Whole Foods Releases 1st Plant-Based Trend Predictions

Nut-based cheese alternatives, banana blossoms and creamy cashew dips top the list
Marian Zboraj
Digital Editor
Marian Zboraj
Whole Foods Releases 1st Plant-Based Trend Predictions
Summer charcuterie boards will get an upgraded, plant-based twist with a distinctive assortment of cheese alternatives that are all dairy-free.

Plant-based foods continue to expand at U.S. grocery as shoppers focus on better-for-you products. According to a recent study of 2,313 U.S. adults age 18 and older by The Hartman Group, nearly half (48%) of respondents look for products labeled “plant-based.” To help shoppers get a leg up on what the biggest plant-based trends will be this summer, Whole Foods Market has revealed its first-ever plant-based trend predictions.

Looking ahead to summer and beyond, the grocer’s Trends Council pooled members’ industry knowledge, product-sourcing expertise, and hands-on work with emerging and existing plant-forward brands to inform the predictions.

“Plant-based is the grocery category to watch right now as brands continue to innovate by using new ingredients and processes that make plant-based products exciting for shoppers,” said Parker Brody, senior global category merchant for plant-based at Whole Foods Market. “And in the laid-back days of summer, we find that customers are breaking out of their routines and are more open to trying something new, whether they’re longtime vegans or just starting to experiment with plant-based eating. So, expect to see gourmet plant-based cheese alternative spreads at picnics and fish alternatives made from banana blossoms on the grill this season.”

Whole Foods Market’s top five plant-based trends for the summer:

1. Alternative Cheeses Go Gourmet. Summer charcuterie boards will get an upgraded, plant-based twist with a distinctive assortment of cheese alternatives that are all dairy-free. While using nut-based milks and ingredients like black garlic truffle, dill Havarti and chive is unique, plant-based cheesemakers are also replicating the methods used to make dairy cheeses for more authentic textures and flavors.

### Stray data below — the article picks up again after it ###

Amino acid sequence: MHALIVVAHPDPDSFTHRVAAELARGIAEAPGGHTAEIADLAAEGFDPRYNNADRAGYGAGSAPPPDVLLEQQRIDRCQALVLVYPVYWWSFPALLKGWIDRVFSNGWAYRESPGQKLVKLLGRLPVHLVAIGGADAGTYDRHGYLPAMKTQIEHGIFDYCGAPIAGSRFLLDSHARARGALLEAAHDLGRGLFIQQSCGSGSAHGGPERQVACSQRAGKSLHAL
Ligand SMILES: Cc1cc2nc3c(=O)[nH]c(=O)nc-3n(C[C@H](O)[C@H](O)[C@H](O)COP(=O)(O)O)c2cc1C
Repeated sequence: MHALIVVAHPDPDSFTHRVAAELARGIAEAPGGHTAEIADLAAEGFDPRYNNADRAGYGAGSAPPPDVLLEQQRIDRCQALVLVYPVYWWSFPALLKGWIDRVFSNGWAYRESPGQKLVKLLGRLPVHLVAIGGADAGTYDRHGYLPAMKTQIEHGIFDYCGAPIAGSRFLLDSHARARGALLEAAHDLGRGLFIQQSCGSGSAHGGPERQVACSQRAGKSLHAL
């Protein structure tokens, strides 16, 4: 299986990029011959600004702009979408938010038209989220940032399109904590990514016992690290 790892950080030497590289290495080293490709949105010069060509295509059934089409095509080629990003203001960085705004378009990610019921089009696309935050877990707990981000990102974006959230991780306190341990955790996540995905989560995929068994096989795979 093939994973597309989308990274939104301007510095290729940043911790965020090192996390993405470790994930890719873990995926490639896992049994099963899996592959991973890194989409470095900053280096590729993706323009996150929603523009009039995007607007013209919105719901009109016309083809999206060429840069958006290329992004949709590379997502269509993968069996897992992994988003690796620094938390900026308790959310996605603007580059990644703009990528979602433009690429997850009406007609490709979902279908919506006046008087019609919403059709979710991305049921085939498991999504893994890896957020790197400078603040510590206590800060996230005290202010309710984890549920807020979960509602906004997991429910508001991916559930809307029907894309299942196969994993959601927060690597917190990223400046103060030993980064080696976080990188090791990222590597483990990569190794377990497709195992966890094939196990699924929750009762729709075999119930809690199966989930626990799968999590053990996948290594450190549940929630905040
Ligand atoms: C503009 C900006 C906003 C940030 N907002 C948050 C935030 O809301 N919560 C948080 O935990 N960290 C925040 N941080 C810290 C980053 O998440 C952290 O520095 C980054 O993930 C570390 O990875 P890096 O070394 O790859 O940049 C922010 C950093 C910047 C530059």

2. BBQ for All (Yes, Even Vegans). Get ready for more plants hitting the grill this summer that go far beyond the veggie burger: Think plant-based products like hot dogs, Italian-style sausages and even jackfruit BBQ. From algae-based casing to hickory smoke concentrate, Whole Foods said that these vegetarian options have unique ingredients making it easy (and flavorful) to incorporate more plants into cookouts to satisfy both meat lovers and vegetarians.

Whole Foods Releases 1st Plant-Based Trend Predictions

3. Pint-Sized and Plant-Based. For the littlest of eaters, brands are providing plant-forward options that come in kid-approved forms like nuggets and yogurt tubes. There are also ice pops that are superhero-themed, like Chloe’s Plant-Based Kids Pops: Avengers, Spider-Man. Products such as Ripple Kids Non-Dairy Milk, Miyoko’s Creamery Plant Milk Cheddar Sticks and 365 by Whole Foods Market Plant-Based Nuggets can make it easy to sneak healthy plants into kids’ meals, while healthy snacks like Kite Hill Kids Strawberry Banana Almond & Coconut Milk Yogurt Tubes are ideal for busy kids and their on-the-go backyard explorations.

4. Plant-Based Catch of the Day. A new wave of seafood substitutes are on their way. Ingredients like legumes and banana blossoms are being used to mimic the flaky texture of the real thing. This means alternative fish sticks, no-tuna sandwiches and a new depth of flavor in an otherwise simple fish dinner. Back in February, Whole Foods started offering Good Catch plant-based deli-style tuna salad made from a proprietary six-legume blend of peas, chickpeas, lentils, soy, fava beans and navy beans.

5. Dairy-Free Dips in Disguise. Whole Foods suggests that these buttery-smooth and spreadable dips and cream cheese alternatives are ideal to pair with a summer crudité spread. Highlighting traditionally milky flavors like French onion, ranch and queso can be an inventive way to enhance any starter course. They can also be smeared on bagels, spread on sandwiches or dolloped on crusty bread for a midday snack.

The first certified organic national grocer, Austin, Texas-based Whole Foods has more than 500 stores in the United States, Canada and the United Kingdom. The company is No. 26 on The PG 100, Progressive Grocer’s 2021 list of the top retailers of food and consumables in the United States.

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